Just Like The Guy With Question Marks on His Suite Says
If you're a huge Confederacy buff, there seems to be only one logical place for you. Congress. The best part of being in Congress is you can make sure the government provides money for your hobby. For instance, look at the current $97 million project to raise the Civil War submarine the Hunley.
Glenn McConnell, president pro tem of the state Senate, is the Hunley's biggest booster. He also has been the driving force behind the spiraling price tag for the preservation and promotion of the Confederate sub.
McConnell has pieced together the money, keeping the project out of the public arena and away from State House debate.
And he has personally authorized much of the spending of the project's public money in an arrangement the state's comptroller general says is obviously outside the framework the state has provided for disbursement of public funds.
Its a classic case study in hidden government, said John Crangle, head of the citizens watchdog group Common Cause.
Its a stealth strategy, Crangle said. The whole scheme involves rivers of underground money flowing to the Hunley from many sources, and the obvious intent is to not let people know.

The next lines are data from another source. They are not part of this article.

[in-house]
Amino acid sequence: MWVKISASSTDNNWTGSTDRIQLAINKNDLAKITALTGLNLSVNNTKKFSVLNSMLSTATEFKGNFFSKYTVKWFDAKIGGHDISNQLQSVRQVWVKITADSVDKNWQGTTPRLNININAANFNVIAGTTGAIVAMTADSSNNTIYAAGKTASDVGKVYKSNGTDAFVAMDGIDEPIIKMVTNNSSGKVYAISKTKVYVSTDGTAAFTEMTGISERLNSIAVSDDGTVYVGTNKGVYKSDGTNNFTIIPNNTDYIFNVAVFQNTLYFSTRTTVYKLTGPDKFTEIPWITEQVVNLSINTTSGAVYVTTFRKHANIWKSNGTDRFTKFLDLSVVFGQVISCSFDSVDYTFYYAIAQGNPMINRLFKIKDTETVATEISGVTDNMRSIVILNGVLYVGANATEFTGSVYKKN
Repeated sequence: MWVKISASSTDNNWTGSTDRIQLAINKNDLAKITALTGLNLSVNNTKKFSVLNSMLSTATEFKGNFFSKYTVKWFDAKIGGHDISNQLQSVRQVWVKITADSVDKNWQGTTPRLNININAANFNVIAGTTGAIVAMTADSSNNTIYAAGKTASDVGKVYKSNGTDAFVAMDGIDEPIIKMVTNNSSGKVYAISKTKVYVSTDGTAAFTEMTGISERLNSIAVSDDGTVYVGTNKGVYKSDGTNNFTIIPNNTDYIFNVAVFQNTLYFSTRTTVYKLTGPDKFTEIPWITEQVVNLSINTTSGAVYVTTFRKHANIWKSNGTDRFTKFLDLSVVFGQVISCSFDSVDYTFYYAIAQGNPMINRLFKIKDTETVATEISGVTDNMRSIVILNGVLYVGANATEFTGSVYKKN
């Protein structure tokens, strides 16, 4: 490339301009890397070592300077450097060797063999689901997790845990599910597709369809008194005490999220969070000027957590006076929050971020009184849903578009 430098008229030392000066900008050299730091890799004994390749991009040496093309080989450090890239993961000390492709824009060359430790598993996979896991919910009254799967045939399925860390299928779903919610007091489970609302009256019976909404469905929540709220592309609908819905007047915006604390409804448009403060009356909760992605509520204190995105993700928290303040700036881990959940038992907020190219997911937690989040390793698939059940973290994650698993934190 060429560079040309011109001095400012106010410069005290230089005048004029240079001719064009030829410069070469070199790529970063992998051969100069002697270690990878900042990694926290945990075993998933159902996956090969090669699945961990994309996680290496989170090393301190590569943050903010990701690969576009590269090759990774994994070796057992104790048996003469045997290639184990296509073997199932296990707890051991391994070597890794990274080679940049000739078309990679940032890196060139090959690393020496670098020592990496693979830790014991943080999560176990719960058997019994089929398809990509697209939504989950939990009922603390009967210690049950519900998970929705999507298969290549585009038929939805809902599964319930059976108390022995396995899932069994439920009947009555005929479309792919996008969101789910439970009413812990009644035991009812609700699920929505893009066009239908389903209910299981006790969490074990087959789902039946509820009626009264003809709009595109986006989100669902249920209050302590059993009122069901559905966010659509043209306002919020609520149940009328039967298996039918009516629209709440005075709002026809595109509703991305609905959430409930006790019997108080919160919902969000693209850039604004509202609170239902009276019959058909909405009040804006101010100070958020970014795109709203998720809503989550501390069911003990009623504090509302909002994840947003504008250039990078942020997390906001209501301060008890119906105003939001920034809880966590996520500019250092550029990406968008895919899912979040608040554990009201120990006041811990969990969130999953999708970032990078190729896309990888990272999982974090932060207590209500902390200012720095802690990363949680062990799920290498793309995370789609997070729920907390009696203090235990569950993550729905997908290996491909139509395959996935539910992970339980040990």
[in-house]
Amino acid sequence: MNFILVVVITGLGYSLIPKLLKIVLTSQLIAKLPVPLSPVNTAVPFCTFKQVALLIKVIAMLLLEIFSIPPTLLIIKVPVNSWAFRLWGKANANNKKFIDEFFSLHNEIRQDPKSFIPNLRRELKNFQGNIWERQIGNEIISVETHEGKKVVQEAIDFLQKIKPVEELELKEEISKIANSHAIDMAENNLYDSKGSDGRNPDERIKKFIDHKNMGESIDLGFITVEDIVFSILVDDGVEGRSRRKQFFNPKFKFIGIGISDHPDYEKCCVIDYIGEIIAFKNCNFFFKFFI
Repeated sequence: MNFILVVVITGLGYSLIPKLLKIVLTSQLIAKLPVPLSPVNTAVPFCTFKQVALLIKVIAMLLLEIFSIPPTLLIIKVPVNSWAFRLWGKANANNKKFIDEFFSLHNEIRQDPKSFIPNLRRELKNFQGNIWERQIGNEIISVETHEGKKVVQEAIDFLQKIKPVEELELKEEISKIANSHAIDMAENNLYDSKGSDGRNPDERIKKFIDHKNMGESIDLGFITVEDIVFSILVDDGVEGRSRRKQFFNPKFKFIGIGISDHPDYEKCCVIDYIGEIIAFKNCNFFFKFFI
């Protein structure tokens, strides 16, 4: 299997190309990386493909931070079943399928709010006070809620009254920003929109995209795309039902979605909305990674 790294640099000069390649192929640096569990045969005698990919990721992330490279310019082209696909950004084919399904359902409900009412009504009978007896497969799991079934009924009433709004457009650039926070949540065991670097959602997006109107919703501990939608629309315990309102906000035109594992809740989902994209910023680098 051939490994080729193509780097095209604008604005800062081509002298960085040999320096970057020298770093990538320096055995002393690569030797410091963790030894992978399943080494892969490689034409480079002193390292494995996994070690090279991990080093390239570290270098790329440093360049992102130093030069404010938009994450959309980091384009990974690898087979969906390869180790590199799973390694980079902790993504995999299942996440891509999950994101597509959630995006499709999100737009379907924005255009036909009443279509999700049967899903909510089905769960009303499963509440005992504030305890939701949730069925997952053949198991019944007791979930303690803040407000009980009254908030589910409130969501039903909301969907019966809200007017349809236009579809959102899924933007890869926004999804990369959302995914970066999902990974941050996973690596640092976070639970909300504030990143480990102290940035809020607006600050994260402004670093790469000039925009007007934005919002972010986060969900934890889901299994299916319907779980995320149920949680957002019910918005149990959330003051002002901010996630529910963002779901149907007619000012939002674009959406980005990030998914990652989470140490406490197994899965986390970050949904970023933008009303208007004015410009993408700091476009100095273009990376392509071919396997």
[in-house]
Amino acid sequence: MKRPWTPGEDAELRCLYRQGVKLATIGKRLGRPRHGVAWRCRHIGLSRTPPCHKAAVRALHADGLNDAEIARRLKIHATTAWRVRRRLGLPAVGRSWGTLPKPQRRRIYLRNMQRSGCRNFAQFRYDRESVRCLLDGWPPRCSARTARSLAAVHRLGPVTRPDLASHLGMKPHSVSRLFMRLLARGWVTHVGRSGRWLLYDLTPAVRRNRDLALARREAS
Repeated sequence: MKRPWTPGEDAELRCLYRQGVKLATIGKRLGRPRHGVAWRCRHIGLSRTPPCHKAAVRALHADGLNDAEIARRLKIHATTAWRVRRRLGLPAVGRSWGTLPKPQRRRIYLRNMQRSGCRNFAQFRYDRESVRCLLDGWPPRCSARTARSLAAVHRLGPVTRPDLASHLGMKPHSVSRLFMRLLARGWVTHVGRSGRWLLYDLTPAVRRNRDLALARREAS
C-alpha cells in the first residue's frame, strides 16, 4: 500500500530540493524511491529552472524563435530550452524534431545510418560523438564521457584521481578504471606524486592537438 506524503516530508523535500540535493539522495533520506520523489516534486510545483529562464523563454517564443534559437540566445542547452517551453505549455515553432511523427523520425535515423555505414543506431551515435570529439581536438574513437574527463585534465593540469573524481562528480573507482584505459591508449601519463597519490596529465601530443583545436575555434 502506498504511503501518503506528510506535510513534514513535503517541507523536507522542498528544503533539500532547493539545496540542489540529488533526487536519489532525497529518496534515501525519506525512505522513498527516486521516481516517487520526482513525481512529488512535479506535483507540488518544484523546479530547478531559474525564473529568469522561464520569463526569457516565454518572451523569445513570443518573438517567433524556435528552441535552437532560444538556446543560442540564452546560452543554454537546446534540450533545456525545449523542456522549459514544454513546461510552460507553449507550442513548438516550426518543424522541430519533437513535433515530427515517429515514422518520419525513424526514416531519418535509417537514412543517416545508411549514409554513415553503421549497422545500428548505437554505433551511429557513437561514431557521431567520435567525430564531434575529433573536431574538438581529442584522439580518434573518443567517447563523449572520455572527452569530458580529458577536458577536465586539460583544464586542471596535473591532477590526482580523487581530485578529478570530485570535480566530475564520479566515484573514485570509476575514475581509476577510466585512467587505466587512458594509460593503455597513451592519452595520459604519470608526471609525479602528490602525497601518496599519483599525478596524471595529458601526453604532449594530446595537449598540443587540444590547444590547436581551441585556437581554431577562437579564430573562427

If you're curious how to describe someone who initially says a project will cost $5 - $10 million then get's taxpayers on the hook for many times that, here's how the paper does it: "The 58-year-old McConnell, a libertarian who often criticizes government spending." Nice.
This must have been what that Lesko guy with question marks on his suite must have been talking about on those commercials where he promised to tell you how to get the government to pay your bills, payr for your invention, or pay you to write your book or whatever else you needed money for. It seems McConnell is big on the Confederacy and The War of Northern Aggression.
McConnell several years ago largely gave up his law practice. He spends much of his time and energy now on the Hunley project. He has continued to help run his Confederate memorabilia shop in North Charleston, which describes itself on its Web site as the nation's largest Civil War store.